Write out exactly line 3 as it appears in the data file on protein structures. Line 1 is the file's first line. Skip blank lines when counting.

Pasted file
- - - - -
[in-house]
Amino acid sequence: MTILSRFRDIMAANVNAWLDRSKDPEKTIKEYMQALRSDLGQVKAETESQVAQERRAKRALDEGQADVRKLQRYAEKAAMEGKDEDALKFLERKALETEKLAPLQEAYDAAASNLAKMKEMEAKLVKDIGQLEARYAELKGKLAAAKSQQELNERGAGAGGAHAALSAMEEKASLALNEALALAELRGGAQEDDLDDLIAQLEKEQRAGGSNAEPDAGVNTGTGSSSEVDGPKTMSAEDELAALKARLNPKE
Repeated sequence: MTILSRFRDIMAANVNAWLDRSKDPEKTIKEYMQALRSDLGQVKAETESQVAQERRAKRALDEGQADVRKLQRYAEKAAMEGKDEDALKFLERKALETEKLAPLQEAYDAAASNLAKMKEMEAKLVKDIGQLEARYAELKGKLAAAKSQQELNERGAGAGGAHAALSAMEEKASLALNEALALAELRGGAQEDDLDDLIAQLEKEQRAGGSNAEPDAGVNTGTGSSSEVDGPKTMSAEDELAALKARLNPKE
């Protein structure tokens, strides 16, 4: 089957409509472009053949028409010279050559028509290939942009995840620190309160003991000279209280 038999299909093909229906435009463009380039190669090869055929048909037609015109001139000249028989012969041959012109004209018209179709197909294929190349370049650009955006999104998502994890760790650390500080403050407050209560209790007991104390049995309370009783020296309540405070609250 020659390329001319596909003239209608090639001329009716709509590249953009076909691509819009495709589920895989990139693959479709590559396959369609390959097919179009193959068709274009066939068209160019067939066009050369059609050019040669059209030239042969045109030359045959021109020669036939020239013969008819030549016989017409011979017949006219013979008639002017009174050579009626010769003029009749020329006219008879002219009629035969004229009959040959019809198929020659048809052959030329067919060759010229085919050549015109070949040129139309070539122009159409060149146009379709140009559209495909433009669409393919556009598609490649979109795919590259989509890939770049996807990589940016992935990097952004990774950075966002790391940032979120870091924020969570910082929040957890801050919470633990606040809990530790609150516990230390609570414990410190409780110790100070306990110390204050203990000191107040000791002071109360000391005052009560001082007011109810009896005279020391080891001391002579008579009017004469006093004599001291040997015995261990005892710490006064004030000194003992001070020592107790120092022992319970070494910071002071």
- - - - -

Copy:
Repeated sequence: MTILSRFRDIMAANVNAWLDRSKDPEKTIKEYMQALRSDLGQVKAETESQVAQERRAKRALDEGQADVRKLQRYAEKAAMEGKDEDALKFLERKALETEKLAPLQEAYDAAASNLAKMKEMEAKLVKDIGQLEARYAELKGKLAAAKSQQELNERGAGAGGAHAALSAMEEKASLALNEALALAELRGGAQEDDLDDLIAQLEKEQRAGGSNAEPDAGVNTGTGSSSEVDGPKTMSAEDELAALKARLNPKE